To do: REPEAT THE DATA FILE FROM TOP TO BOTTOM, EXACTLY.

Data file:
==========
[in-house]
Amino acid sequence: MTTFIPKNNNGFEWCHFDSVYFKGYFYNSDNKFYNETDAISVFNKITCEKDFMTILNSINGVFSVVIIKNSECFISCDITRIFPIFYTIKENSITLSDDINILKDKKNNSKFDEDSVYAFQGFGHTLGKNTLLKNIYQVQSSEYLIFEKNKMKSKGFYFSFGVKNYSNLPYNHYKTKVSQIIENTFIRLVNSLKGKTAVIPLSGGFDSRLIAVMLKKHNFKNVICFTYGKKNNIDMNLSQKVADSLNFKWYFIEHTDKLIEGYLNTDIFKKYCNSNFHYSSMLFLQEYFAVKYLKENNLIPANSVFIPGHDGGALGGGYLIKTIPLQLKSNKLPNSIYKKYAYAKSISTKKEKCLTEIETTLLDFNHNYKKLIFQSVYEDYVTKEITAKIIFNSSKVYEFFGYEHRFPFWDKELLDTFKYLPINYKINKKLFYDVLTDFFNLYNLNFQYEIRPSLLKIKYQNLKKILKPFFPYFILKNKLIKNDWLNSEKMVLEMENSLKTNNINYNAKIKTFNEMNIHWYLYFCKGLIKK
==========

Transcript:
[in-house]
Amino acid sequence: MTTFIPKNNNGFEWCHFDSVYFKGYFYNSDNKFYNETDAISVFNKITCEKDFMTILNSINGVFSVVIIKNSECFISCDITRIFPIFYTIKENSITLSDDINILKDKKNNSKFDEDSVYAFQGFGHTLGKNTLLKNIYQVQSSEYLIFEKNKMKSKGFYFSFGVKNYSNLPYNHYKTKVSQIIENTFIRLVNSLKGKTAVIPLSGGFDSRLIAVMLKKHNFKNVICFTYGKKNNIDMNLSQKVADSLNFKWYFIEHTDKLIEGYLNTDIFKKYCNSNFHYSSMLFLQEYFAVKYLKENNLIPANSVFIPGHDGGALGGGYLIKTIPLQLKSNKLPNSIYKKYAYAKSISTKKEKCLTEIETTLLDFNHNYKKLIFQSVYEDYVTKEITAKIIFNSSKVYEFFGYEHRFPFWDKELLDTFKYLPINYKINKKLFYDVLTDFFNLYNLNFQYEIRPSLLKIKYQNLKKILKPFFPYFILKNKLIKNDWLNSEKMVLEMENSLKTNNINYNAKIKTFNEMNIHWYLYFCKGLIKK